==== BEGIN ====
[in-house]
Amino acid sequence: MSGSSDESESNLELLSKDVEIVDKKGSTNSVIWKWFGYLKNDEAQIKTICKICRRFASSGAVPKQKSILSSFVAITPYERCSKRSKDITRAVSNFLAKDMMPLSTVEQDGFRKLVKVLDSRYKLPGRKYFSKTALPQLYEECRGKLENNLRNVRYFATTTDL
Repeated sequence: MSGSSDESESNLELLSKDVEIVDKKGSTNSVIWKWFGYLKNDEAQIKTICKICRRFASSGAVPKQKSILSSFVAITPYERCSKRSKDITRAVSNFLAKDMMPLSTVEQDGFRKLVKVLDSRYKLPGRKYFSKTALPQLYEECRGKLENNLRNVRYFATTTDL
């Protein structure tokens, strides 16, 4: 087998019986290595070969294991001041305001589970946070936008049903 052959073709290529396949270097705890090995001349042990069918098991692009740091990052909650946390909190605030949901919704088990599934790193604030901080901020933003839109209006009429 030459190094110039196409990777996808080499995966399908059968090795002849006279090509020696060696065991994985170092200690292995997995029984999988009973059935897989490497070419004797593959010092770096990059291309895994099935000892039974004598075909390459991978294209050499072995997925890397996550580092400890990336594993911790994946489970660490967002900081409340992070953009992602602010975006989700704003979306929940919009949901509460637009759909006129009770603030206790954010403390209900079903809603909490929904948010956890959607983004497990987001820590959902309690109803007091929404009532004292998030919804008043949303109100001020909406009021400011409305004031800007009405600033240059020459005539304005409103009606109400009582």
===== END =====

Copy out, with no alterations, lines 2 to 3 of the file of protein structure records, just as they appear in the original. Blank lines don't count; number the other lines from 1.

Amino acid sequence: MSGSSDESESNLELLSKDVEIVDKKGSTNSVIWKWFGYLKNDEAQIKTICKICRRFASSGAVPKQKSILSSFVAITPYERCSKRSKDITRAVSNFLAKDMMPLSTVEQDGFRKLVKVLDSRYKLPGRKYFSKTALPQLYEECRGKLENNLRNVRYFATTTDL
Repeated sequence: MSGSSDESESNLELLSKDVEIVDKKGSTNSVIWKWFGYLKNDEAQIKTICKICRRFASSGAVPKQKSILSSFVAITPYERCSKRSKDITRAVSNFLAKDMMPLSTVEQDGFRKLVKVLDSRYKLPGRKYFSKTALPQLYEECRGKLENNLRNVRYFATTTDL